US President Donald Trump during a working luncheon hosted by the UN Secretary-General Antonio Guterres, front, at the United Nations in New York Tuesday. (AFP)
Updated 26 September 2018
0

From ‘minga’ to ‘Maga’ — how the UN heard two world views

  • Trump had his own ideas for solving those very same problems, but they owed little to the minga philosophy

NEW YORK: The president of the United Nations General Assembly, Maria Espinosa, introduced the concept of “minga” to the packed audience at the organization’s HQ on East 44th Street in New York; but an hour later President Donald Trump had reasserted his own view of the world, under the “Maga” banner.
Opening the first day of the UN general debate — the centerpiece of the organization’s annual get together — Espinosa, from Ecuador, explained that minga was a principle by which the people of the Andes lived their lives. Its main tenet was the principle of living and working together in harmony for the betterment of all — an idea sure to win approval at the UN.
With minga the world could solve the big issues it faces, from gender inequality through the environment down to peace and security.
Trump had his own ideas for solving those very same problems, but they owed little to the minga philosophy. Instead, he saw the world through the prism of “strong independent nations” which together would advance the state of mankind.
And, as he made clear, the US was the leader of this band of nation, so his oft-declared amibition of “making America great again” (Maga) would bring the rest of the world along with it to greatness.
“Inside everyone listening here today is the heart of a patriot, filled with the passion that inspired reform and revolutions, economic good, technological progress and works of art. Sovereign independent nations are the only vehicles where freedom, democracy and peace have been enhanced. So we have to protect them,” the president explained.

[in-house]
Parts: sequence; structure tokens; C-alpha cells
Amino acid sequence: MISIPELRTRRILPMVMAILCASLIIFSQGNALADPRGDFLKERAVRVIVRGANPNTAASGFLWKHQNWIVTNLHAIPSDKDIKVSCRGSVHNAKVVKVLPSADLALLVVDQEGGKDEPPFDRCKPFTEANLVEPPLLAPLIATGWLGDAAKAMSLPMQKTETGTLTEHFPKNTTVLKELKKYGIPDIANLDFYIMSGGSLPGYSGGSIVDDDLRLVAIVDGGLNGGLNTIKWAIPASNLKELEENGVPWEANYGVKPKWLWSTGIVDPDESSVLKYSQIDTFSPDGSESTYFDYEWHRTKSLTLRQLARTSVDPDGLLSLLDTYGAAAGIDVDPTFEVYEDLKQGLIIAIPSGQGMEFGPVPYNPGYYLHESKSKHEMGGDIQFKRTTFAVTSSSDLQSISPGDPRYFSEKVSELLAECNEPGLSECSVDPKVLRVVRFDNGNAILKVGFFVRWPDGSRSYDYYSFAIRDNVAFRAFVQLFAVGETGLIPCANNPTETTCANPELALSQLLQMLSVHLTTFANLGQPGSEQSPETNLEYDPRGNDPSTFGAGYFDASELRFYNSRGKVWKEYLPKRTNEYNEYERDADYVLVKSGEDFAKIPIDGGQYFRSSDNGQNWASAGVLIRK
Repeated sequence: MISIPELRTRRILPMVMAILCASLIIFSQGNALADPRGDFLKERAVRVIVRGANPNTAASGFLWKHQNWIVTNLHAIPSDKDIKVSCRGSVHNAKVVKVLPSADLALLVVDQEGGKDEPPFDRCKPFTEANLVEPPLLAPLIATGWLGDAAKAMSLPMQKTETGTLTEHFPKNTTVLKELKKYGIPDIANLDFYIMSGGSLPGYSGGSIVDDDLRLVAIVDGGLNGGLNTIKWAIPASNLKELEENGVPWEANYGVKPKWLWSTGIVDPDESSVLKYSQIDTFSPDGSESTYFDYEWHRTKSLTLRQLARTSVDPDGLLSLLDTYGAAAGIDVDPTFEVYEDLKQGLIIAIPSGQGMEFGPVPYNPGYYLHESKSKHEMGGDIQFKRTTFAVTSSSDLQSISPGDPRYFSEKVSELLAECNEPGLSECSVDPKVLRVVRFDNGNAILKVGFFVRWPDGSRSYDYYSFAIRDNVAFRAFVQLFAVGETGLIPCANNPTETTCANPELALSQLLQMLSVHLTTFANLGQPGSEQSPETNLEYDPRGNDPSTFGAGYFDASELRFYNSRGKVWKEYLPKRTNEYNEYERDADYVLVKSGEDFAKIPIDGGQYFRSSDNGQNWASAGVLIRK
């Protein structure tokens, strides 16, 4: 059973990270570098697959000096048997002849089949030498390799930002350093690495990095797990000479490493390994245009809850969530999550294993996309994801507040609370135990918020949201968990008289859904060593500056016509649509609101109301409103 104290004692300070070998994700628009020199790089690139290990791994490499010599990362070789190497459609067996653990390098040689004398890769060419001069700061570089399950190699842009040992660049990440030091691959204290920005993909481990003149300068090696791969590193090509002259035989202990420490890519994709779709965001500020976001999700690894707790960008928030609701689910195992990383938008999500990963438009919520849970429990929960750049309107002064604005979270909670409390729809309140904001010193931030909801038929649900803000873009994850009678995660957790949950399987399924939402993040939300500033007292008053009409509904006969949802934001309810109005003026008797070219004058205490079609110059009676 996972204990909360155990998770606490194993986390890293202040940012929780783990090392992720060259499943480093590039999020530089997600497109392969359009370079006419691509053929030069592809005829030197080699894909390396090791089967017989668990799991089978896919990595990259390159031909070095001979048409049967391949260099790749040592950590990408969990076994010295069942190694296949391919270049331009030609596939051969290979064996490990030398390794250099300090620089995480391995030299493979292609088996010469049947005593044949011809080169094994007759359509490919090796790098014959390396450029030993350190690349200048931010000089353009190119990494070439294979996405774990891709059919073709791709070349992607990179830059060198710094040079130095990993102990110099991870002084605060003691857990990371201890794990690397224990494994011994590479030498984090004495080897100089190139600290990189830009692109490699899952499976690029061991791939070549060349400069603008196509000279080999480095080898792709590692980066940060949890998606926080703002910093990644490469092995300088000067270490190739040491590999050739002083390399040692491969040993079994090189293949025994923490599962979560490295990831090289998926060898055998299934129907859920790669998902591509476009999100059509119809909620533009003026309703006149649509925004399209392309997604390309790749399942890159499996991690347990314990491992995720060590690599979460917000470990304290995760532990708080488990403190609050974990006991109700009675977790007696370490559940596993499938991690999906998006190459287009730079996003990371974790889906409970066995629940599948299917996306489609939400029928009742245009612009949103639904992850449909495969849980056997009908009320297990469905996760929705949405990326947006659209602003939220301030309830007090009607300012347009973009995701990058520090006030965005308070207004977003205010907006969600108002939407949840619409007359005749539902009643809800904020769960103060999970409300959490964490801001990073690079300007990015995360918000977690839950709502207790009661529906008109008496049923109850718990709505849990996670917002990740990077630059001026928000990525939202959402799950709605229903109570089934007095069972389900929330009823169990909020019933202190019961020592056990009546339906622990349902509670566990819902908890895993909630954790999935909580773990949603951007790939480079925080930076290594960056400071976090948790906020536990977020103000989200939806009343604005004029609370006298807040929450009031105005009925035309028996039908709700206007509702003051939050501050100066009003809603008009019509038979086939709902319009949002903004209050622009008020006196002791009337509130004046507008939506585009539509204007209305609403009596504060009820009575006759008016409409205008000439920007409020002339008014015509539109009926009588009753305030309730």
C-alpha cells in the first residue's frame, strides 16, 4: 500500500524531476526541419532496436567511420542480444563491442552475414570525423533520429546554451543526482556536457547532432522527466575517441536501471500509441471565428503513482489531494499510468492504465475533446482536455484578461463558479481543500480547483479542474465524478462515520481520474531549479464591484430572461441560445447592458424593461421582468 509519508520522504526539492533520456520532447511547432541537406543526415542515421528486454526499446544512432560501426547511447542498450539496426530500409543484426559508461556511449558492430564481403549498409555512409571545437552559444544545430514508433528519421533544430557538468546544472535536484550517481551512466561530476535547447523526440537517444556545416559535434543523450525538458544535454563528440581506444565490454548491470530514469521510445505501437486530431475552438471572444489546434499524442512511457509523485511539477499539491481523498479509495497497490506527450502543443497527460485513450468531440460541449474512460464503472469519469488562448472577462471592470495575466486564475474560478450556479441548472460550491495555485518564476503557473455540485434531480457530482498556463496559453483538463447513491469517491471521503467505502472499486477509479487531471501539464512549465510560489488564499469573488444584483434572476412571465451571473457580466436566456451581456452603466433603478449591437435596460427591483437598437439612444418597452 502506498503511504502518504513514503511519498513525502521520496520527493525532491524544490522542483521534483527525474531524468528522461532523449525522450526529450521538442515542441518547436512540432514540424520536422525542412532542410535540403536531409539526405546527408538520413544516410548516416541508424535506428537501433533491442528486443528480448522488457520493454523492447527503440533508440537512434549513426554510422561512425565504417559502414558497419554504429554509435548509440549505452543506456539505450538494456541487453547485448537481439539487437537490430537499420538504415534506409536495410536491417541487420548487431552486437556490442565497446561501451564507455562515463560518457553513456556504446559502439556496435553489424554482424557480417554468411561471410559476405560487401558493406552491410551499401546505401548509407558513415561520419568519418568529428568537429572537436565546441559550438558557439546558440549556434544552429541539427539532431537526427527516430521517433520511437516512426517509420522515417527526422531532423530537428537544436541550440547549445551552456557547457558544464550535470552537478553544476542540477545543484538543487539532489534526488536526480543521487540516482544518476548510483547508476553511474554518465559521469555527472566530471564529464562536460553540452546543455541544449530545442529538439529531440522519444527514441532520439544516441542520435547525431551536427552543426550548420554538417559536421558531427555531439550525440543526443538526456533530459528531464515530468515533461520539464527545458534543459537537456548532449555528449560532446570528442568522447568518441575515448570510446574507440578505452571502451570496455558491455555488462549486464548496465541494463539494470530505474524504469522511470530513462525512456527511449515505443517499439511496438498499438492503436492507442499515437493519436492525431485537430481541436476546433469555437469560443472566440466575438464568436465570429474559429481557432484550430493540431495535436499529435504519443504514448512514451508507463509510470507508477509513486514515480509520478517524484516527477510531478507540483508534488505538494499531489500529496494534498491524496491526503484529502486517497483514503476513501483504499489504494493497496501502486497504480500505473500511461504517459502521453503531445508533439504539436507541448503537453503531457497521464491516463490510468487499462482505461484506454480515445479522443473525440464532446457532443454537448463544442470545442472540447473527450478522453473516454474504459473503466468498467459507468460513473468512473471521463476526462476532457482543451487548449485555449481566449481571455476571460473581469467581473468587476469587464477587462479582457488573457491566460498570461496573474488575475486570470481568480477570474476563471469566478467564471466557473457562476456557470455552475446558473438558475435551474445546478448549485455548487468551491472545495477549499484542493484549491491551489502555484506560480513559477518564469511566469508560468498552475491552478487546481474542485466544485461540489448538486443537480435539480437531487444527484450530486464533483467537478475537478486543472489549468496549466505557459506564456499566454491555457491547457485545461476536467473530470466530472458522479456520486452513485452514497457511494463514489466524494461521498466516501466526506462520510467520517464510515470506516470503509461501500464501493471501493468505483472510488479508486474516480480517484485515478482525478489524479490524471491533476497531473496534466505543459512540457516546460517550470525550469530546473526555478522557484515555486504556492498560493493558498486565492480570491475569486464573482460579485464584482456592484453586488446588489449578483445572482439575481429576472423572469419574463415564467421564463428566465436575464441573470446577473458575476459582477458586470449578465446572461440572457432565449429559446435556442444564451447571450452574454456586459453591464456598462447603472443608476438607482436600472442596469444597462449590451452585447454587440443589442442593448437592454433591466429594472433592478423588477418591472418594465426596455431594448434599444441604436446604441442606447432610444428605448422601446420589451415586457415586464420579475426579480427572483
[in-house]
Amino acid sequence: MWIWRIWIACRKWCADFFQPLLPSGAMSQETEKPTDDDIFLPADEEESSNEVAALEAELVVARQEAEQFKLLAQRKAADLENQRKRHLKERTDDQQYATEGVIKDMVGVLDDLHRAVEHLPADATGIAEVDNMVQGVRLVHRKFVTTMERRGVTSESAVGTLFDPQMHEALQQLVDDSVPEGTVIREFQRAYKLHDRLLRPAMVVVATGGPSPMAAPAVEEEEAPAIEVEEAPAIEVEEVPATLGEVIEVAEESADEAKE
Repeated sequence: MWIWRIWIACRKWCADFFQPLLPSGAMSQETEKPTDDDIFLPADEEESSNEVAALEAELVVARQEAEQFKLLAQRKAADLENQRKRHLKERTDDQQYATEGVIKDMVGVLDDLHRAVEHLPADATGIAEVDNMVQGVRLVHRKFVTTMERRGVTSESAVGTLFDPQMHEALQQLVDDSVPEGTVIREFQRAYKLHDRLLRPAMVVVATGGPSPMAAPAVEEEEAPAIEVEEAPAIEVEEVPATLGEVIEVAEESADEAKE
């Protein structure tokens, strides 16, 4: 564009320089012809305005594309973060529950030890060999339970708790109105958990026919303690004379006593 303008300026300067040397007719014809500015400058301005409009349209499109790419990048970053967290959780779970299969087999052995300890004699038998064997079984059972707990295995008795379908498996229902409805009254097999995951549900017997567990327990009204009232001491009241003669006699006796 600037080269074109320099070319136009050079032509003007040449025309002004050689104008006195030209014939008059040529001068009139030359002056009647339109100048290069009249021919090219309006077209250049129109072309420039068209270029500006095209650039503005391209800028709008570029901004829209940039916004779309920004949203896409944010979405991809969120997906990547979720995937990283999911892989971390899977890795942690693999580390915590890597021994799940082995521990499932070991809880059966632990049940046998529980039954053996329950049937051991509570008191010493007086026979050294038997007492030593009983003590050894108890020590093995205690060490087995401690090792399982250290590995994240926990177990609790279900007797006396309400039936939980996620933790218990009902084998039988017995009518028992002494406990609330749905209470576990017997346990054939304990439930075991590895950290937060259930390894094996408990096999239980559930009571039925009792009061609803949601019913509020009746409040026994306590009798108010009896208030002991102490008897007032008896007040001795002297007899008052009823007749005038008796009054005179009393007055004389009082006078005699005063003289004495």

Not everyone in the audience agreed with Trump’s unilateral view of the world, nor with America’s perceived role in it.
Before he had taken the podium — in presidential dark grey suit, white shirt and long red tie — the two previous speakers had stressed the traditional UN values of collectivism and multilateralism, and received warm applause from the delegates for doing so.
Two South American leaders, President Michel Timer of Brazil and President Lenin Moreno of Ecuador, both talked about the challenges of multilateralism, and obliquely criticized the US over its long-running embargo of Cuba, as well as what they said was the role of American banks in dominating their economies, to the detriment of their people.
The UN Secretary-General, Antonio Guterres, said that multilateralism was “under fire exactly when we need it the most, and, in contrast to Trump’s later comments about trade deficits, explained that what the world was really suffering from was a “trust deficit”, which could sink the international order in a bloody quagmire similar to the First World War.
President Trump made light of such dire warnings. In fact, he was adamant that the future was good, with a booming US economy, strong stock markets, full employment, tax reform and increased see spending on the US military.
“In the two years of my presidency, we have seen more progress that almost any other administration in the history of this country,” he said. The delegates murmured in response.